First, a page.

P. S. I also think the papacy's "pivot" from life and morality issues to poverty issues may have some strategic merit. Charitable outreach in Christendom has atrophied over the past many decades, and modern government almost always attempts to fill the vacuum (to the point where many Christian agencies see the majority of their budgets coming from government grants). Government, of course, almost always has ideological strings attached to those programs and uses them to advance its social worldview (as we have seen in the HHS mandate, various Catholic Charities agencies having to cease adoption placements, and so on). The Church reclaiming its role in direct outreach to the needy is probably necessary for it to advance its moral vision. Poverty serves as a fertilizer for sin in more than one regard; I'm just hopeful the worldwide Church will realize the reverse is true as well.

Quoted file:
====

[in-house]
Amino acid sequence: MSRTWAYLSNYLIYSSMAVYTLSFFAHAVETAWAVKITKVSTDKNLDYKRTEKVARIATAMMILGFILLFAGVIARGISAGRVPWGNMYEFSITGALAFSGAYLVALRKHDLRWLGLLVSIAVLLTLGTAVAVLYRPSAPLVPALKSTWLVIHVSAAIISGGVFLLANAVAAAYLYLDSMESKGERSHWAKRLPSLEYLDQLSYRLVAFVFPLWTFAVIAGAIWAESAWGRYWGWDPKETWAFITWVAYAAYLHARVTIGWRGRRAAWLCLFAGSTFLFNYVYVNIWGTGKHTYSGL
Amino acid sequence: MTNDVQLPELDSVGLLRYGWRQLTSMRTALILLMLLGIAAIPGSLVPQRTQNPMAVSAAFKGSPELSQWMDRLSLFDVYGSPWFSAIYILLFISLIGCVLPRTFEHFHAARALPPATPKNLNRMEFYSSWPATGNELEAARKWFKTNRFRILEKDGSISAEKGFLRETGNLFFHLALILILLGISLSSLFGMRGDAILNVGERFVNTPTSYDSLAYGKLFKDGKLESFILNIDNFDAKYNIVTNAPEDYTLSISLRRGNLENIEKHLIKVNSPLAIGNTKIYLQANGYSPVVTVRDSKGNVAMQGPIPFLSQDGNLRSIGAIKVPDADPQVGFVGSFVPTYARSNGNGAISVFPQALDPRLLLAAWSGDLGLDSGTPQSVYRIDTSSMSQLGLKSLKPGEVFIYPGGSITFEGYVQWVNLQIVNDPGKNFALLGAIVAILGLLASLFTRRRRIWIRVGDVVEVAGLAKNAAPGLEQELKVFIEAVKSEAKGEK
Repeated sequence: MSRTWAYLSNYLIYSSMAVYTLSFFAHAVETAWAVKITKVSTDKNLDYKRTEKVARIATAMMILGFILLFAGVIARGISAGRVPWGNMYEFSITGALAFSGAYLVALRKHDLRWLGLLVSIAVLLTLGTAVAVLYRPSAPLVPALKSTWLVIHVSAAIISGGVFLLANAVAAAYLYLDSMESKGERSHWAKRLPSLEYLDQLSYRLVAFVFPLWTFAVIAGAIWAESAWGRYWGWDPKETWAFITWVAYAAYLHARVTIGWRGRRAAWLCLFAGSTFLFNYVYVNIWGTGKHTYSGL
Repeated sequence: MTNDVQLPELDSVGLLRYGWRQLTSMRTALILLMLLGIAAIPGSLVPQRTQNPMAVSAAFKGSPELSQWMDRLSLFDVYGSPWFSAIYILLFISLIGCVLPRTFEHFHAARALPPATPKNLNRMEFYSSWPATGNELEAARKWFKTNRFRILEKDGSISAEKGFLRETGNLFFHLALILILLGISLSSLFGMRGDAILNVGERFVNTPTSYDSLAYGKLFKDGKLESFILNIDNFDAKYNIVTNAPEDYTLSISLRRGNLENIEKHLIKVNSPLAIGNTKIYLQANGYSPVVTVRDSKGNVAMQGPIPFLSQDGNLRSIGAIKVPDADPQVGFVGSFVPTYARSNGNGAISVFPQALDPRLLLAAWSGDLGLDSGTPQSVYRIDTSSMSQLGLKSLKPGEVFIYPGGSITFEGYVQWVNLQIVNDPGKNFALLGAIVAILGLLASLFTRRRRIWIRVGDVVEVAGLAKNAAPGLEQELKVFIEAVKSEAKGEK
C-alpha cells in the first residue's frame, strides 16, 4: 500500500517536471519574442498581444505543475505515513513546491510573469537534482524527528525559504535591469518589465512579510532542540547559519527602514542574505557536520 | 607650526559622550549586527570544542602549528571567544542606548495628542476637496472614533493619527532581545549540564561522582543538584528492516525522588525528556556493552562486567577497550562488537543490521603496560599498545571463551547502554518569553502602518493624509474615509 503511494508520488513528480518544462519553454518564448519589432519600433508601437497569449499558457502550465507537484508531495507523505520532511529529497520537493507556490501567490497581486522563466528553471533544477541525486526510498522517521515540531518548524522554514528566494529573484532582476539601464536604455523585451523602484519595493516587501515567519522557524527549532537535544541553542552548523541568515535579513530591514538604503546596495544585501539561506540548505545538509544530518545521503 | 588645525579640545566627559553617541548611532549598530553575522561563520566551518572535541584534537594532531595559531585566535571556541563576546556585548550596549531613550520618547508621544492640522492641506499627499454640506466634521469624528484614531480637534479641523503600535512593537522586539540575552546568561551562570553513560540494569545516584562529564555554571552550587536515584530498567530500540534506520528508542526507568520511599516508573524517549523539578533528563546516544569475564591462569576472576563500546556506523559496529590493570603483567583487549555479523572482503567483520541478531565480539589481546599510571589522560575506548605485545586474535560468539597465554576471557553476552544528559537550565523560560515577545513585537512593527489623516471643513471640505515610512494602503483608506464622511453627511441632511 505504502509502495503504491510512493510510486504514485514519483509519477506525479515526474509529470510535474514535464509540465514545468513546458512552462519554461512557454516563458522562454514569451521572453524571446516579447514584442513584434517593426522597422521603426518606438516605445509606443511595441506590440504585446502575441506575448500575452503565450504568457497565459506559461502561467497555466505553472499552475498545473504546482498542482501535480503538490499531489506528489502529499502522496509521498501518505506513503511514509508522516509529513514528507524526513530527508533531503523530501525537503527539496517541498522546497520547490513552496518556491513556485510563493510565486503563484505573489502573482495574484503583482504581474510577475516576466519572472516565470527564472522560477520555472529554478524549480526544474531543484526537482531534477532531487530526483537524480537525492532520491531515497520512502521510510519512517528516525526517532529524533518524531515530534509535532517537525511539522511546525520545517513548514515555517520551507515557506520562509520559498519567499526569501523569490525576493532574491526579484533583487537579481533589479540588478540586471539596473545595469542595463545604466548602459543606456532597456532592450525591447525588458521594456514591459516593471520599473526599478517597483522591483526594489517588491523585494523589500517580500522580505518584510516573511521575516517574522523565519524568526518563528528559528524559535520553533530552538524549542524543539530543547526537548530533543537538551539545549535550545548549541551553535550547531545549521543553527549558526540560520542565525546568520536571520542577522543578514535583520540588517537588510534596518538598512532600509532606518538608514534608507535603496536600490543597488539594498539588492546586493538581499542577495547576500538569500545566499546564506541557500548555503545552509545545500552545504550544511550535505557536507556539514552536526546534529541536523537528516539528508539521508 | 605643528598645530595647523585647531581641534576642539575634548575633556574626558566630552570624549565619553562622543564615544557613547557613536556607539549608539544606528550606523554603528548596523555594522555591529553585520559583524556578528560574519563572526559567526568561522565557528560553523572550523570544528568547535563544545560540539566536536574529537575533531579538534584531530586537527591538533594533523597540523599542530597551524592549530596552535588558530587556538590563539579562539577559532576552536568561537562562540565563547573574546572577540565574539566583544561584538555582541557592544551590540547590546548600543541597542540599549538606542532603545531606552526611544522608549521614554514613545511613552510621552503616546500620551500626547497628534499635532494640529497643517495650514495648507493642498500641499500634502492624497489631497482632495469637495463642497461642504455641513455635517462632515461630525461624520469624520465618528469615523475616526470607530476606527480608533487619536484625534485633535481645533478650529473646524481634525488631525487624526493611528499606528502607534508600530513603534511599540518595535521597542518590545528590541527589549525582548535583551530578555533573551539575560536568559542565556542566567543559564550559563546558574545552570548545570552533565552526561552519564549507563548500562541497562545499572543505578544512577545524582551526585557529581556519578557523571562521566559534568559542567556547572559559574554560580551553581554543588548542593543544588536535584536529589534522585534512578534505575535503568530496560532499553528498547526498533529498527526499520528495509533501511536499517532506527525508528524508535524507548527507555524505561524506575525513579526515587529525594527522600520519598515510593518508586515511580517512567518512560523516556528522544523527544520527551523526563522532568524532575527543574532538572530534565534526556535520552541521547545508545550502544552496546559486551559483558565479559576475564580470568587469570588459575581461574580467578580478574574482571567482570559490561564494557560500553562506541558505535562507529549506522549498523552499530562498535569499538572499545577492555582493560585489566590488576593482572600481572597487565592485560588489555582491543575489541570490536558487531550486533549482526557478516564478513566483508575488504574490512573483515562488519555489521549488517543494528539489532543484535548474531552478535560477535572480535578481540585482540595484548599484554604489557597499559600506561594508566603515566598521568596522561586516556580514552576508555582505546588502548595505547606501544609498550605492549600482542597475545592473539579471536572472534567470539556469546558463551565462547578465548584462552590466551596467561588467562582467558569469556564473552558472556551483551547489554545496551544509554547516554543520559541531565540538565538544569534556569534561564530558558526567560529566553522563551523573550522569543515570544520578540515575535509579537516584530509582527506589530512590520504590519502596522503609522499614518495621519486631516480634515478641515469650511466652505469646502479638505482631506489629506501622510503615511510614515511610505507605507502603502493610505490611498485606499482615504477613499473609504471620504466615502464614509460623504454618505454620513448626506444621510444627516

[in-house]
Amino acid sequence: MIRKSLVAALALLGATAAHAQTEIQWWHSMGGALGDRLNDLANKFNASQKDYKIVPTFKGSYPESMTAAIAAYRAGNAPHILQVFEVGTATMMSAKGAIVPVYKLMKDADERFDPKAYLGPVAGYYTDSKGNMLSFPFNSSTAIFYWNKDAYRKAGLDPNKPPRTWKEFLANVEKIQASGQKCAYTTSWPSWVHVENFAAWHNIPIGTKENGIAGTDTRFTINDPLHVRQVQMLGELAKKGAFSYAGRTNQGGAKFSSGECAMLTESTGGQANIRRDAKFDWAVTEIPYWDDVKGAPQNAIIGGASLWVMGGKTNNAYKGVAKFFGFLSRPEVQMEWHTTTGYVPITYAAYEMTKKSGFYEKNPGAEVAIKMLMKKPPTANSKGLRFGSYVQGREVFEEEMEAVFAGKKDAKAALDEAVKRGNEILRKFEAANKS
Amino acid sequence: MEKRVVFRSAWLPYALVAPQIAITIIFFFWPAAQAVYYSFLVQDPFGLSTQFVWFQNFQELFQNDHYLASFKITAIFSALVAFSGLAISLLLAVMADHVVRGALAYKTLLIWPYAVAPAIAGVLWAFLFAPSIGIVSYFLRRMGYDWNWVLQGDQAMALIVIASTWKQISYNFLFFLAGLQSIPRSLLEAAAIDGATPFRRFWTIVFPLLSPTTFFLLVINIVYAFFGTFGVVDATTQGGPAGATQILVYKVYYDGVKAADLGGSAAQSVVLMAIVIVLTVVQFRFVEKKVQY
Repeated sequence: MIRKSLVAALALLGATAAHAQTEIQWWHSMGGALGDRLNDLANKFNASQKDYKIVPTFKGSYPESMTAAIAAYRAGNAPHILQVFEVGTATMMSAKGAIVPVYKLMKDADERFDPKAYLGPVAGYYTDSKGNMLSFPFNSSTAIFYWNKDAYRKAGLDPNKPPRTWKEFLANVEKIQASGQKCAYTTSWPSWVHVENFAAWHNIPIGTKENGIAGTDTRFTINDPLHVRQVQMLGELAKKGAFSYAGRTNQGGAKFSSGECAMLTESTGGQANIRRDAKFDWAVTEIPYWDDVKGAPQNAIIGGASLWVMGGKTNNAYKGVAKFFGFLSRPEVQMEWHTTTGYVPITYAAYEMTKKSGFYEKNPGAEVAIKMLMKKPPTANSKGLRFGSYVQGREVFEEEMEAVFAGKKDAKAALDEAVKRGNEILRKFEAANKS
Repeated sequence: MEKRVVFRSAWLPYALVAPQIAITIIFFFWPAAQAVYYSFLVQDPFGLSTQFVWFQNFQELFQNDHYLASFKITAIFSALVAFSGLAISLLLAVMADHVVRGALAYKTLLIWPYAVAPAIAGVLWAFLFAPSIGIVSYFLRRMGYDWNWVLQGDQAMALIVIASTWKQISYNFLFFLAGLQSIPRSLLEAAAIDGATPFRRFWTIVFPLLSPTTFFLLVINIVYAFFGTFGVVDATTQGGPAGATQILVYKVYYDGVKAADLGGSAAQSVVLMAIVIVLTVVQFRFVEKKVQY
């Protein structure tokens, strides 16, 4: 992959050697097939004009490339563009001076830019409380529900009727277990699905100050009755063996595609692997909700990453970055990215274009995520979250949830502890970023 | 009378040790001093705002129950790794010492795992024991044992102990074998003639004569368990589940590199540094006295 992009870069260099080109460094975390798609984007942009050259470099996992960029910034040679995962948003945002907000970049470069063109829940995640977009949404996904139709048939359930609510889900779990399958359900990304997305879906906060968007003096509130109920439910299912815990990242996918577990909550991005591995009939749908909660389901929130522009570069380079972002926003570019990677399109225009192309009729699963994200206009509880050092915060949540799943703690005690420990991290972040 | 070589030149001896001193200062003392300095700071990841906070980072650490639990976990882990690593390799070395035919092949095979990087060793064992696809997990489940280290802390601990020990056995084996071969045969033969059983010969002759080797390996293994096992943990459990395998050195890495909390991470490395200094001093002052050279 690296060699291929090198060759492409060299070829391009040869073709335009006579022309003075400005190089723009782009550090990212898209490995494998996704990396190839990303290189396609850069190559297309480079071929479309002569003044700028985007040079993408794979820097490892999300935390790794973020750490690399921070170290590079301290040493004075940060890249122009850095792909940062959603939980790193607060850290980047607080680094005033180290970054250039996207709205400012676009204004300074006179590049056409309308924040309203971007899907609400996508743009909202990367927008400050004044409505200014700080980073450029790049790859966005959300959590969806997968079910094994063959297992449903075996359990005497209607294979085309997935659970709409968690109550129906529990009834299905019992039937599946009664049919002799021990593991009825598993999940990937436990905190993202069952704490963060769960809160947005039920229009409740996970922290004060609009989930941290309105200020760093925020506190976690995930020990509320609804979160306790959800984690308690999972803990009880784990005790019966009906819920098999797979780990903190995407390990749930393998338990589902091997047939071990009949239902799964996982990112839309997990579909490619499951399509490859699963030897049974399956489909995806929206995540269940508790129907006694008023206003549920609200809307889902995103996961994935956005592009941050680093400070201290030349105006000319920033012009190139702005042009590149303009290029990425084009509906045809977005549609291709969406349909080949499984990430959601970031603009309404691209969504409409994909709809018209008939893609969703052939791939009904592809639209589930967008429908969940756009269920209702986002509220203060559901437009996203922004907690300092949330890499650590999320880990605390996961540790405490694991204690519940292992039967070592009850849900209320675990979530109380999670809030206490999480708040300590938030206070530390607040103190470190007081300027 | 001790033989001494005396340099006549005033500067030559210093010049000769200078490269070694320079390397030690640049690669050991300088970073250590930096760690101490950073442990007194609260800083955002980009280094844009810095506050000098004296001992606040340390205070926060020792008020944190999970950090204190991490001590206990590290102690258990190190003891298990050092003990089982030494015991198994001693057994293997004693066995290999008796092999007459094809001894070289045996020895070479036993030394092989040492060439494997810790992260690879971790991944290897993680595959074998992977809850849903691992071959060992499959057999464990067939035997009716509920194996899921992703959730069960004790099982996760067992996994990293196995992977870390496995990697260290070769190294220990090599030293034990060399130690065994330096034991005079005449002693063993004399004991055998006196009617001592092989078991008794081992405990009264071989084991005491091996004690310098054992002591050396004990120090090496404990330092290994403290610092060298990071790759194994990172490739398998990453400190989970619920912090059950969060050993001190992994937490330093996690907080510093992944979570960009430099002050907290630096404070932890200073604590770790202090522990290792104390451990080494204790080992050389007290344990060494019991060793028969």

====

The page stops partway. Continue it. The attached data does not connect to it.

Anonymous said...

1. What you see is what you get"
Correct----We can not judge motives or a soul. We can judge what is presented to us as right or wrong.
That is the only way I can protect myself, from bad companions or bad philosophy or mistaken translations.
God help us!

As far as the policies on the poor:
When someone has nothing- he or she can own all the riches of the Church. They can relish the bank of treasures in heaven and on earth, the wisdom, the graces, the fraternity, the history and proudly love it----in the end that is ALL we all have.The saints had nothing, that is the way we all are to live. I realize -you can't eat the riches of the church or wear them, BUT this has been neglected lately!